If Bonner Gaylord, John Odom, Russ Stephens, and Thomas Crowder refused to vote yes to spend $200 million on a downtown Public Saftey Center, PLEASE, someone ask them directly WHY would they be willing to spend an extra $50 million on a flawed and destructive NC3 high speed train route taking into consideration that the additoinal cost of the NC3 route DOES NOT include the cost and expense that will be required for property takings that will include a large chunk of millions more to Norfolk Southern and others, as well as mitigation efforts which have not been factored in yet – meaning that the actual cost for NC3 WILL be far more expensive than NC1/2 than is currently being reported. Public Safety Center v. High Speed Rail. Balance your priorities as to where taxpayer moneis should be spent and spent wisely! Coucil members are public stewards of taxpayer dollars – no matter who the taxpayers are – and it would be very ironic for Council to all of a sudden become spendthrifts when a speculative train project comes their way when at the same time they extoll the virtue of ensuring public monies are spent wisely on a project that is designed properly and in the public interest (i.e. the public safety center). NC3 is not a good design, it is MUCH mroe expensive, and it is not in the public interest – so explain why we will be spending 50-100-200 million more on NC3??? The Public Safety Center was rejected on precisely these grounds. NC3 MUST be rejected too. Otherwise, Council will be seen as foolishly playing with trains with YOUR money, but failing to address the vital needs of public safety professionals that are dedicated to ensuring the safety and welfare of our community. Can this happen? Don’t let it happen! Please Vote NO ON NC3! Copy this text and send it to your Council member – or all of them.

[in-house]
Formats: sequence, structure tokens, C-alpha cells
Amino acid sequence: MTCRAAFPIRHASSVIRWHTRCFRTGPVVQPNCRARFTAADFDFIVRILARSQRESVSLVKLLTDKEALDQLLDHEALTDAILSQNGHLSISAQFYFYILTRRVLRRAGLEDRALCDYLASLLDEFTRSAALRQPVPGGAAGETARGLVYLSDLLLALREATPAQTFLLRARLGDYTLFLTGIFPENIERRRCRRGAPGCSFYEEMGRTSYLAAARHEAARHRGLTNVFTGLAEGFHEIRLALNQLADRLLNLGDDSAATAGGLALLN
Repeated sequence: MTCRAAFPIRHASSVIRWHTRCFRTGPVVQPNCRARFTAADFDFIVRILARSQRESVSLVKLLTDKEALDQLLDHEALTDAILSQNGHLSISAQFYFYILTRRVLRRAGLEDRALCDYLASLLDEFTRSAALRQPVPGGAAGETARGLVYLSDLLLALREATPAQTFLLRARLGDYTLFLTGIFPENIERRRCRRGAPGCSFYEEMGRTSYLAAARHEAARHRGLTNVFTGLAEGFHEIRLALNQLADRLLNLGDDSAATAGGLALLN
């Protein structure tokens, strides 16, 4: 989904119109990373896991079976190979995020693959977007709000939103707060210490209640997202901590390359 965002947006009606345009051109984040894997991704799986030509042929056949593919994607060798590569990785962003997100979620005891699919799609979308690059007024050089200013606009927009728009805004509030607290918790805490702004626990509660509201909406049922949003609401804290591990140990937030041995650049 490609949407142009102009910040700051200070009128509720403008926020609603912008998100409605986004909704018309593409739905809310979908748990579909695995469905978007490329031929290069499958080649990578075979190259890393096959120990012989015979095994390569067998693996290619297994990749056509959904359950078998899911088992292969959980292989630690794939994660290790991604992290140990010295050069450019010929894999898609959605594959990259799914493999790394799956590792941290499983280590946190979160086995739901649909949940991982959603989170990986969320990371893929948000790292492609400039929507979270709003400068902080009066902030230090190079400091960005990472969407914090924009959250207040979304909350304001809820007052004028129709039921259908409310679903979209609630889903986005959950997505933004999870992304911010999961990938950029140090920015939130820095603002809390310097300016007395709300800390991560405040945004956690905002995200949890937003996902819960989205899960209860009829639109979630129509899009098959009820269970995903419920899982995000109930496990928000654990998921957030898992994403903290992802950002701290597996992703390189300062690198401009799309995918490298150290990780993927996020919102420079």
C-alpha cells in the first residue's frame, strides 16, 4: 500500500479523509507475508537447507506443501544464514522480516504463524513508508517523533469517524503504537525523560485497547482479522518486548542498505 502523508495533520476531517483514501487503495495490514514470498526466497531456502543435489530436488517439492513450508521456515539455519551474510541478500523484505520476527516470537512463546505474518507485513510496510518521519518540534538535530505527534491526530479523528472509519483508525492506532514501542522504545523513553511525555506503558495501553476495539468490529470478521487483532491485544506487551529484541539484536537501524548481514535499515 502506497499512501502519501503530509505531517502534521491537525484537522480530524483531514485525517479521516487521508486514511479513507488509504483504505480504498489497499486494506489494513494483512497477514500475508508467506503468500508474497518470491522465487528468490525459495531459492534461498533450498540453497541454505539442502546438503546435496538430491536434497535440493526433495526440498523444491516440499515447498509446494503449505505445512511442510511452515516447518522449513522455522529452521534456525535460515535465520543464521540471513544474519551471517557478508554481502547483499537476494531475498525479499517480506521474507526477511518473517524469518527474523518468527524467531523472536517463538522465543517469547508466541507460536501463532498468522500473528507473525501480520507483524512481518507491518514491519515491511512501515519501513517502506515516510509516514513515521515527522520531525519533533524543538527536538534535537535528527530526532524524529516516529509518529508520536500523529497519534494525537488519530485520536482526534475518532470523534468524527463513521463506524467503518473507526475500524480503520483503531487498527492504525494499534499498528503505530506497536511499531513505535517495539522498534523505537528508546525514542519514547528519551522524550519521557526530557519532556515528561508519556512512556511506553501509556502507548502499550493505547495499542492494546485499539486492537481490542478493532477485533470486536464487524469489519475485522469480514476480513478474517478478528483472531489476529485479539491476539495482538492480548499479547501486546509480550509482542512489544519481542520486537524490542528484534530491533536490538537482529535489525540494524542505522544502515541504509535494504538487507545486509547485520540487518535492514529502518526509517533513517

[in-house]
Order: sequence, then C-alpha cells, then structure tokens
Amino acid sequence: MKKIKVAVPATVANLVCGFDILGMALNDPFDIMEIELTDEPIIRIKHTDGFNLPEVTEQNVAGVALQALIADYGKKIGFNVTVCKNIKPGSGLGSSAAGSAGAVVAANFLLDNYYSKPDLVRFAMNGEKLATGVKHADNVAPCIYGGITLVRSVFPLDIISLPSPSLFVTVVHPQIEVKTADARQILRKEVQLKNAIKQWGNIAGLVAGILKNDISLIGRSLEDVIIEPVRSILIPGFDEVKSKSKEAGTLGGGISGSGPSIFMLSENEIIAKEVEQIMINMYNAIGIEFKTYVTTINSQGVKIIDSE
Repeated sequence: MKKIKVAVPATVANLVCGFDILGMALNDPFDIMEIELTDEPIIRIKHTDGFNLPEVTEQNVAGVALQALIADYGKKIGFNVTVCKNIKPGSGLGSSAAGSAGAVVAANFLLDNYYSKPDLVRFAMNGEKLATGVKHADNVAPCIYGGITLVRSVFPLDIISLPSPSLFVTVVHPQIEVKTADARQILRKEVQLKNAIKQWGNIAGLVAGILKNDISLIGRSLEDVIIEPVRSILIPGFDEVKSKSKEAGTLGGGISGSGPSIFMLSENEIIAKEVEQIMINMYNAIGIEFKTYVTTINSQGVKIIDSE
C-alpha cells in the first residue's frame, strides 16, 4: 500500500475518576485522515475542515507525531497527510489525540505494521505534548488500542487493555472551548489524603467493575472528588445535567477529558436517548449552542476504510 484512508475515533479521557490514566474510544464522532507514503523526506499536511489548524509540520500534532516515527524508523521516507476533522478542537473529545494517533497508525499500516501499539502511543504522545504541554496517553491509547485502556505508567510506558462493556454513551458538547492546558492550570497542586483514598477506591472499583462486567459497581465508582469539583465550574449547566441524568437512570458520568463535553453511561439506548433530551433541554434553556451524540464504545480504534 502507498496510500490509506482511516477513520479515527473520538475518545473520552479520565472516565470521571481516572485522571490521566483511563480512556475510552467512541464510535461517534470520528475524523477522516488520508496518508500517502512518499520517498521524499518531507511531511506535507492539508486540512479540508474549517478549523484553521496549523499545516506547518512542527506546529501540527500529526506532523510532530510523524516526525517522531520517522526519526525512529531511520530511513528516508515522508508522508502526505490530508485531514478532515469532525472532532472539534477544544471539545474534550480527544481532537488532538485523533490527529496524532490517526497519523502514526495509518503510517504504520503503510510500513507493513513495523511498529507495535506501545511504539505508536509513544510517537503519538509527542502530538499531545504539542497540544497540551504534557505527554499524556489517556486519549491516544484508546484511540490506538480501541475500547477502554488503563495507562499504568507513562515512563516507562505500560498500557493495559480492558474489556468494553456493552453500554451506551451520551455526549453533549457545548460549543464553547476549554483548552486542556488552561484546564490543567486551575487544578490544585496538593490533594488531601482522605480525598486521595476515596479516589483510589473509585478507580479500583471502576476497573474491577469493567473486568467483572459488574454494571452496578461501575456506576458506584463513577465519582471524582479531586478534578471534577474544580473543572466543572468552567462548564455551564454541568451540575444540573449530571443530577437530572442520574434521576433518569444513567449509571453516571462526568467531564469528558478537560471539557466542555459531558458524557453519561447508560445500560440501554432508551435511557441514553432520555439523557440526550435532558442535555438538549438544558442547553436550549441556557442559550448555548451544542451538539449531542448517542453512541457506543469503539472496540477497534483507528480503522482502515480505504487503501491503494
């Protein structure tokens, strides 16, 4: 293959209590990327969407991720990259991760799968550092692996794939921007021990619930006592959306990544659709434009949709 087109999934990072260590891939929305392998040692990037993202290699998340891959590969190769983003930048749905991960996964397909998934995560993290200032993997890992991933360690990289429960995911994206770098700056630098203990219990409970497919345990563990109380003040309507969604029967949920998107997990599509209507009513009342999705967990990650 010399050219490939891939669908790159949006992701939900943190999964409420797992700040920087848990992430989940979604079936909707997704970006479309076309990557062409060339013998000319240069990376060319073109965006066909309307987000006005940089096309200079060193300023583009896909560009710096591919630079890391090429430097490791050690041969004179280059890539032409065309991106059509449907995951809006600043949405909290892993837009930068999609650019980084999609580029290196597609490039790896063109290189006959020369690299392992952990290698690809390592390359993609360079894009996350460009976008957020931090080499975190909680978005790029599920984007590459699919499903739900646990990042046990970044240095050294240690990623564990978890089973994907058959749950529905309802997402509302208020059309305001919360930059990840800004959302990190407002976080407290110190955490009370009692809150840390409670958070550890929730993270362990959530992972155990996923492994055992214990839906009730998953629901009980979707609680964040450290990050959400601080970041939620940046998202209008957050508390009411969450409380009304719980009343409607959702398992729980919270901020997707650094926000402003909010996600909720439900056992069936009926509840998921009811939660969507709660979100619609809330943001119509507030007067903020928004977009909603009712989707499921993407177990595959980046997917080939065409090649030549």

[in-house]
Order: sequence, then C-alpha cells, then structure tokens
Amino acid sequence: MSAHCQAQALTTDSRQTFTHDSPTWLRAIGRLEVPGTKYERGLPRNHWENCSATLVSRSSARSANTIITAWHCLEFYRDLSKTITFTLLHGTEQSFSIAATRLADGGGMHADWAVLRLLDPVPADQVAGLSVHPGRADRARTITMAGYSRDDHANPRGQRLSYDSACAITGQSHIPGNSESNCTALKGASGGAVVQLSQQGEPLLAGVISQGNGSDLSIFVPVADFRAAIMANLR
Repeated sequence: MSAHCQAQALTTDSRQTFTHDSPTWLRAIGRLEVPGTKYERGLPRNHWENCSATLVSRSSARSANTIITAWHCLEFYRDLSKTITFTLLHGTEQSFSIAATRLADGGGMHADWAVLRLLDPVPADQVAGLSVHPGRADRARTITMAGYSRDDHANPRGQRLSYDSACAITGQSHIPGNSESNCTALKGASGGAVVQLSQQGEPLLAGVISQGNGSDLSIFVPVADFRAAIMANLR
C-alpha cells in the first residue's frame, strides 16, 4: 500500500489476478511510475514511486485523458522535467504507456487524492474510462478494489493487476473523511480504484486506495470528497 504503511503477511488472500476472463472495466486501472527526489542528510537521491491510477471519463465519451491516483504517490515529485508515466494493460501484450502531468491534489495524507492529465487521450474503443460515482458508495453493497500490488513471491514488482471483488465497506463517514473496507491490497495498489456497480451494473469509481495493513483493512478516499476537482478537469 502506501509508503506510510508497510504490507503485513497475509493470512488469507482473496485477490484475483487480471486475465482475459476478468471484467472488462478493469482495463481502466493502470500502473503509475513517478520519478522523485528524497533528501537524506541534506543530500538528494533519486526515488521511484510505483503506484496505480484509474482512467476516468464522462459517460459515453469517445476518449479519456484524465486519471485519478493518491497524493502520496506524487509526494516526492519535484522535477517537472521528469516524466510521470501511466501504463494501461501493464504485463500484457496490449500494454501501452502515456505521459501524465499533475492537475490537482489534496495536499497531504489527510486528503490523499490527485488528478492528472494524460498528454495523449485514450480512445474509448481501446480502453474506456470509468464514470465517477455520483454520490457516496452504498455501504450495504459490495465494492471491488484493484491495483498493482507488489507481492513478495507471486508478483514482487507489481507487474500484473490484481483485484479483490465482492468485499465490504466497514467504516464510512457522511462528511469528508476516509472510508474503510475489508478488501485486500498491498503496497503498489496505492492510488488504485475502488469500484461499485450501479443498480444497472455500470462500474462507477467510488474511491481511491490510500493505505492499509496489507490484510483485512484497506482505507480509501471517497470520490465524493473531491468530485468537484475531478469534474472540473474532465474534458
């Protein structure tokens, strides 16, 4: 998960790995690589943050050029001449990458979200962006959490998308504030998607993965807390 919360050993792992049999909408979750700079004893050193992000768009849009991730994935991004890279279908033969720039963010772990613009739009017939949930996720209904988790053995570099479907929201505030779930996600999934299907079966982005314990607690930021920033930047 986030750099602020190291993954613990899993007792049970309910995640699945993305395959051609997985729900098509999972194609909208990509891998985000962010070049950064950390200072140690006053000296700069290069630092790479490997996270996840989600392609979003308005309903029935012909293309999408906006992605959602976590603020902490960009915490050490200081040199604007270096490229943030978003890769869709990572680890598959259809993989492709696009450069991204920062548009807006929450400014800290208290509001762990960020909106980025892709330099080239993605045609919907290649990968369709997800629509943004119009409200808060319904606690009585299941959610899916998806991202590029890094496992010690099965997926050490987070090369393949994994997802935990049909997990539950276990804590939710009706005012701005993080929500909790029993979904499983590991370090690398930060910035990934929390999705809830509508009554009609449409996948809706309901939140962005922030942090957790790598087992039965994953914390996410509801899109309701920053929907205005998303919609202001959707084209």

• 2. Keith  |  September 3, 2010 at 10:36 am

    I just wrote to the City Council again, and pointed out something that we need time to get to the bottom of.

    Even *if* DOT could mitigate noise & vibration adequately (and they can’t seem to convince even themselves), the fact remains that a ‘sealed corridor’ will inevitably split the city in half and isolate neighborhoods. This is a terrible thing – think of Boston, where the Southeast Expressway split the city for decades until taxpayers across the US had to pay tens of billions to tear it down and do it right. Just like NC3, I am sure it seemed like a good idea to some transportation planners at the time, but we clearly can’t leave them to make these decisions alone.